bottom of my heart without any reservation) for forgiveness from all living beings (no matter how small or big to whom I may have caused pain and suffering in this life or previous lives, knowingly or unknowingly, mentally, verbally or physically; or if I have asked or encouraged someone else to carry out such activities). (Let all creatures know that) I befriend all in my heart without reservation and I have […]

10:00 am 10:00 am

Lord Mahavira, the Courageous One

Over 2500 years ago, circa 599 BC, Queen Trishla gave birth to a divine child. He was named Vardhaman, which means ever-growing, because from the time of His conception, the wealth, power, prosperity and glory of the royal family and the kingdom grew in leaps and bounds.

The young Prince’s exemplary courage and fearlessness earned Him the title of Mahavira – the courageous one. Not only had this young boy won over poisonous snakes and wild elephants, but more importantly, he had conquered inner beasts such as venomous anger and unstoppable//raging desires. And thus, for the world, this young boy redefined courage as the ability to recognize and win over inner enemies, and choosing forgiveness and love each time.

Prince Vardhaman embraced monkhood, leaving behind the material luxuries of the palace for a higher spiritual wealth. For about 12 years, He peacefully observed penances, demonstrating astounding inner strength and resilience. He attained omniscience and became a Tirthankara, one who establishes and expounds the path to moksha (liberation) Thus, He propounded the eternal religion of the Jinas, the spiritual victors who have conquered all inner enemies.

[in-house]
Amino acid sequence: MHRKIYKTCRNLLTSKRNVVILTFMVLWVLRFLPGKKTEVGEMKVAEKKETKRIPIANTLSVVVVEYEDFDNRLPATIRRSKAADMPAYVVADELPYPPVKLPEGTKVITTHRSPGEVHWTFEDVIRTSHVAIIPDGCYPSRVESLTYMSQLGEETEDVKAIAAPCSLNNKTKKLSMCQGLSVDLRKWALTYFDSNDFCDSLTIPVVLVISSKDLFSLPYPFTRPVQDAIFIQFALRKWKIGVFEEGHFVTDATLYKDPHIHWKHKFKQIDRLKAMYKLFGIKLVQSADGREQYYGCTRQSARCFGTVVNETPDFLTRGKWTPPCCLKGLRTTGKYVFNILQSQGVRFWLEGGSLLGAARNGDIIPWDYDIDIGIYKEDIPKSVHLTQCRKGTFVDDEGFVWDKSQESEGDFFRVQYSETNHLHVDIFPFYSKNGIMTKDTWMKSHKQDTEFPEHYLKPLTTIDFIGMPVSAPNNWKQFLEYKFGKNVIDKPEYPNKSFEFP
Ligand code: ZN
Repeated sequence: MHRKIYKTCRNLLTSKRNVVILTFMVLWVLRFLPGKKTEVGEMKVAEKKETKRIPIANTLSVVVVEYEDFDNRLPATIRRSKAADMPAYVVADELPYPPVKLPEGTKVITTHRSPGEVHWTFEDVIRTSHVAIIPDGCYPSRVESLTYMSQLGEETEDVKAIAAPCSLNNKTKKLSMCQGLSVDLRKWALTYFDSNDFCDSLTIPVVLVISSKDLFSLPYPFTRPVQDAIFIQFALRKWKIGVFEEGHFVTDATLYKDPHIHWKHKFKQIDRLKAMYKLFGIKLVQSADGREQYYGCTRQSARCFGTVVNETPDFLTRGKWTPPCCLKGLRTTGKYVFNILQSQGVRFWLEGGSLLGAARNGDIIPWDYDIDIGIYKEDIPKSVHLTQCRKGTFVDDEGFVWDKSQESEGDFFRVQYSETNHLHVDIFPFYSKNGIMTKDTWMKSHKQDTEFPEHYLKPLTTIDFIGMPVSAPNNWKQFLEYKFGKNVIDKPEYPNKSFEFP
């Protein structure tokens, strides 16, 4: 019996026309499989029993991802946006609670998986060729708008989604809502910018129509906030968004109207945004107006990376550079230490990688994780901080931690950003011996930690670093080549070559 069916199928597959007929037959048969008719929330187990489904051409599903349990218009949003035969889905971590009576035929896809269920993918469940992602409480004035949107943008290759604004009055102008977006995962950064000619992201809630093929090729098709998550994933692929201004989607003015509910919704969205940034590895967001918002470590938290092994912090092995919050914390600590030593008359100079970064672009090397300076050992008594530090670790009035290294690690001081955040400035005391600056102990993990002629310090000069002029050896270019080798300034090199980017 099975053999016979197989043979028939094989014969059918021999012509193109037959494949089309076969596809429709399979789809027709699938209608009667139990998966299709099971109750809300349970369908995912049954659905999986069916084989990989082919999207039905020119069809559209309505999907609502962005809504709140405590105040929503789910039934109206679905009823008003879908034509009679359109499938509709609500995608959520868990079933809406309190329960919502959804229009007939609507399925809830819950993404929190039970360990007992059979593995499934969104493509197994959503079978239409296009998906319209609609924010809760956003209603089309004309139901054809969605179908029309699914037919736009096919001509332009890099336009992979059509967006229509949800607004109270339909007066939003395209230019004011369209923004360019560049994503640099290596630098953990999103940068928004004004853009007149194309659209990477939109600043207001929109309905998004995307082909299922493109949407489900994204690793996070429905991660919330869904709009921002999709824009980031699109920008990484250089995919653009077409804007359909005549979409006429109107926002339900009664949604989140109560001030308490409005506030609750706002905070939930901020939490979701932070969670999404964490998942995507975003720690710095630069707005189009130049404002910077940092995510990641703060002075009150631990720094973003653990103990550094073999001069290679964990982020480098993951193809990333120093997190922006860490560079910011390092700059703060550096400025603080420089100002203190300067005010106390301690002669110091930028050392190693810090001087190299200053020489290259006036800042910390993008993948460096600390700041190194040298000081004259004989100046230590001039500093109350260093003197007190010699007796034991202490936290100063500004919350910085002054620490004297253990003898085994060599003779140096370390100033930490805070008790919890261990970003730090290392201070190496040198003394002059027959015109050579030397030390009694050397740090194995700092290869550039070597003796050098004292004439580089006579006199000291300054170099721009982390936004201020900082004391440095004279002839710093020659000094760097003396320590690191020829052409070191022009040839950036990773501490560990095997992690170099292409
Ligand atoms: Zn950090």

The teachings of the Jinas are collectively called ‘Jainism’ and one follows these teachings is a ‘Jain’. The fundamental principle of Jainism is ahimsa, or non-violence,of mind, speech and body; which is propounded as the paramount responsibility for Jains.

The birth of Lord Mahavir is celebrated as per the lunar calendar. This year, on April 20th,  Jains all over the world will remember and celebrate the birth of this Great Being, the 24th Tirthankar, who exemplified true courage and elucidated the path of non-violence.
Join in the celebrations: Think about this:
What are your inner enemies?
How can you demonstrate true valor like Lord Mahavir, […]

2:11 am 2:11 am

Progressive Youth Ministry 2016 – The Aftermath

This February, I found myself deep in the heart of Dallas, Texas for the Progressive Youth Ministry 2016 conference (PYM16). Attending on behalf of Spiritual Playdate, this 3-day conference is specific to progressive youth ministers and youth leaders to exchange ideas, come together for worship, and to network. And let me tell you, it was a blast!

There is so much to tell regarding PYM16, but that would require an essay of great proportion. Instead, I’ll go over the theme, my favorite speakers, and my highlights: